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My younger dd struggled with time and money well into the end of 2nd grade. The Big Book of Time and Money helped, along with base 10 blocks for counting combinations of numbers and fake money for transferring that skill to symbols.

She still takes forever to read an analog clock. Honestly, I don't think that's terribly uncommon these days!

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I'd pick a different first grade program to do for first grade. That way, you're repeating the material not learned in Saxon 1 this year, but you're approaching it from a different angle. Sometimes, it's just developmental readiness. Sometimes it's the presentation. Sometimes it's a combination of both.

I would not at all be concerned about following VP's recommendations for math. Not all K'ers are ready for Saxon 1. It really is a first grade program, even if it does move a bit slow. :)

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Ok how does your son feel about Saxon? Does HE like it? Saxon 2 does more tight spiral review of Saxon 1 so you could start Saxon 2 slowly with more game days then school days till he gets it. Does HE get the concepts of addition, number order, etc or is that the problem? Switching to a mastery program for a year might help and then you can switch back to Saxon later if he prefers.

I used Saxon K-2 and my son was bored to tears but he got it. He's just turned 5. Now we are doing Math Mammoth 1 (Downloaded is so cheap with multiple boys) because Saxon is so far behind. Saxon 1 did not drill math facts for my son, Math Mummies on his tablet did that. Hours a day playing with grandma over the phone (making him have to say the facts he didn't know out loud so she could give him the answer. We switched because we hated Saxon but also because my son needs some mastery work to finish grasping the concepts. Saxon wasn't doing that. Lessons are sooo long. For money and time, Saxon didn't teach that to my son either, my husband showed me that I was doing that without knowing it with real money and real time in daily life. Same thing with the calendar. "How many days till we go to grandmas?" "I don't know son lets look at the calendar".

I was giving Saxon credit for things that I was actually teaching without knowing it because I had no confidence as a teacher (After all I'm not an expert, just a mom). Math Mammoth is fun, less time consuming, and a lot less jumpy so my son can focus on a topic long enough to master it instead of having 8 balls in the air at once.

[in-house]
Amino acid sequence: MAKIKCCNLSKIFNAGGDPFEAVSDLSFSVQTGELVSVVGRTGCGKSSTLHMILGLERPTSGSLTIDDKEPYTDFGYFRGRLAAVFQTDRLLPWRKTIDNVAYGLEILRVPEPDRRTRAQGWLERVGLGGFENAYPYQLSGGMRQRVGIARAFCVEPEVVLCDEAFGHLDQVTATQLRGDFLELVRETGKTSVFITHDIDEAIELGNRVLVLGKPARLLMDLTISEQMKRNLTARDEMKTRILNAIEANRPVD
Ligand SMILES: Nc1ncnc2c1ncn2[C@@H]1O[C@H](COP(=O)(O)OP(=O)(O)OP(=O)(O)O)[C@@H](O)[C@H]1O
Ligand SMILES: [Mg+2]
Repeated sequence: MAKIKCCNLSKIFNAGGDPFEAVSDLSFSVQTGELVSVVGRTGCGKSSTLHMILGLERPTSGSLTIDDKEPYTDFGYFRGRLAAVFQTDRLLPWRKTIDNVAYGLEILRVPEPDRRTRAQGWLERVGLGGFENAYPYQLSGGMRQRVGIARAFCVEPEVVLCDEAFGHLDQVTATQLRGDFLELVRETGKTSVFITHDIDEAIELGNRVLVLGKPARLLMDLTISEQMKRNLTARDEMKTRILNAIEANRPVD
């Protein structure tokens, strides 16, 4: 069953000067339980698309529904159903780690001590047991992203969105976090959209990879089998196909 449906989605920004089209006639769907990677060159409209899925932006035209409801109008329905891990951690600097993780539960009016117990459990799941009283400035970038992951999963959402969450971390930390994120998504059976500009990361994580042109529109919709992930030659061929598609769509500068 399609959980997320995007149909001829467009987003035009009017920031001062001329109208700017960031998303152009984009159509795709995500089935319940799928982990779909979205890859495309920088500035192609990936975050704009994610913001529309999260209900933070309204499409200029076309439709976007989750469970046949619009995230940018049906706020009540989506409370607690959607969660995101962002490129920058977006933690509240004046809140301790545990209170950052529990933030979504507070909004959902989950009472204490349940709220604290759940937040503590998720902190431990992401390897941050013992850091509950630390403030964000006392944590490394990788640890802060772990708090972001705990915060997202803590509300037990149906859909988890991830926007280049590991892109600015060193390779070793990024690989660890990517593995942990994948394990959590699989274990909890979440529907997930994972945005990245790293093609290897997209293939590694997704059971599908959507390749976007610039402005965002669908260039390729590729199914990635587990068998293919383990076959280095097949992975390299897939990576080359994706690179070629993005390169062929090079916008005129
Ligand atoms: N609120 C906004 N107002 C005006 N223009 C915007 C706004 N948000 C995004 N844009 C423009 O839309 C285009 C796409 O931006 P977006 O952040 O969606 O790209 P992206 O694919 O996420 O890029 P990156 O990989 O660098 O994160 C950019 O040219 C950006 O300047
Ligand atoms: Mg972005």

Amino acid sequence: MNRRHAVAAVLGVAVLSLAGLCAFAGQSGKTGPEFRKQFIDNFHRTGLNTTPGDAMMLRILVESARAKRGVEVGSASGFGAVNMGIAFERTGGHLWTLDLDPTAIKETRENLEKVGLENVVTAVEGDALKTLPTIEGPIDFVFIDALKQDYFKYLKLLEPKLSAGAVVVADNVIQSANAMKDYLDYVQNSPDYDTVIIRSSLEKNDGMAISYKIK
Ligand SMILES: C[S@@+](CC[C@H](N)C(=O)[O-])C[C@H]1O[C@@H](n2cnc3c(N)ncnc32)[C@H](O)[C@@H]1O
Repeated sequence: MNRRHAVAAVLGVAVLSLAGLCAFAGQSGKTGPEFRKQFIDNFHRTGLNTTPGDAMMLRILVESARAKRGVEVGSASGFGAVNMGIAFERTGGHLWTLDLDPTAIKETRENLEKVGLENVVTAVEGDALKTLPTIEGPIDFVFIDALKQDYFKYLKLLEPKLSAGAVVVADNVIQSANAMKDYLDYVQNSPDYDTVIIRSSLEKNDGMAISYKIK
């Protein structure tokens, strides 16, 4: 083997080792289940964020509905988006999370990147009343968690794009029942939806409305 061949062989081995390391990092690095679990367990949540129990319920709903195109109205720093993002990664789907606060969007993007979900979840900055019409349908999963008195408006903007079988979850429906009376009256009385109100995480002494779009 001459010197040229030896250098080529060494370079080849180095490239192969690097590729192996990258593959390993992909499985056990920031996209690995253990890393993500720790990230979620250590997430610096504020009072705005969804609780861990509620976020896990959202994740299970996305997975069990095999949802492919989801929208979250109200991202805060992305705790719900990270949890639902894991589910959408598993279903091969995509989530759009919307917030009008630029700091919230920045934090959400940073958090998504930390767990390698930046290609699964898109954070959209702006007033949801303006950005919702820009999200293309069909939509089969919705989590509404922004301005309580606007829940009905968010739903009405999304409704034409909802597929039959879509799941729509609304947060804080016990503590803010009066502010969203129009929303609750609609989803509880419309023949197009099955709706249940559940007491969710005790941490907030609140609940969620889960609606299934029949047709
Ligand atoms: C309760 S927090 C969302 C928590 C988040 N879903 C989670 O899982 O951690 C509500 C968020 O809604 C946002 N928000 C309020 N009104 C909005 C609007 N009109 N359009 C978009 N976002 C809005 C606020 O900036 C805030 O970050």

My little rant :)

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Dorie in Finding Nemo:  "Just keep swimming.  Just keep swimming."

Dd6 is doing Saxon 2.

Don't worry because:

1) Counting money and telling time are practiced heavily in Saxon 2.

2) These skills are important, but they are not necessary for continuing to learn continuing "number" concepts.  For example, not knowing how to tell time is NOT going to stop him from learning to multiply by 2, graph ice cream flavors, or calculate perimeter.

3) Dd6 struggled every day with money and telling time, but we "just kept swimming."  Then, one day, it clicked for both.

Of course, now it is July 11th, and I ask her what time it is, or a game of hers requires the time skill, and she goes blank.  And we put money in the parking meter, and I ask her what coin I am handing her and its value, and she guesses wrong. :banghead:

But I have every confidence that she can and will get it permanently.

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Reader Rabbit Math (age 6-9) has time and money components.

We also have a Disney Cars game to teach money (non-computer, from Scholastic) that we have played often.  I checked, and it is unavailable anywhere, but I would encourage you to look for silly little games to teach time and math to supplement your math curriculum.

Teaching Money website of ideas

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Of course, now it is July 11th, and I ask her what time it is, or a game of hers requires the time skill, and she goes blank. And we put money in the parking meter, and I ask her what coin I am handing her and its value, and she guesses wrong. :banghead:

My younger (7.5 yrs. old) had problems with time last year, much better this year without revision. The concept of time seems to be one of those maturity thing where you can choose to put in a lot of effort to get the child to catch on earlier or just wait awhile.

For real coins, my younger told his school teacher during verbal testing in kindergarten that the denomination is "embossed" on the coin. He even points out where the value of the coin is embossed :lol:

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A couple of things I did with my dd to teach time and money that worked like a charm:

Time: I let her pick out a new analogue kiddie watch and put her in charge of time, and asked her periodically...but I also randomly wrote 3-4 times spread throughout the day in digital format on the dry erase board first thing in the morning. If she could show me on her watch those times during the day she earned a small treat.

Money: I made it a point to use cash to pay for things for awhile, and let her pay during the transaction. When the coinage change was returned, if she could count it accurately she got to keep it! She saved it up for the end of the week, totaled it and got to spend it at the Dollar Store.

We also played store and played some great board games, but these activities worked most effectively and very quickly:)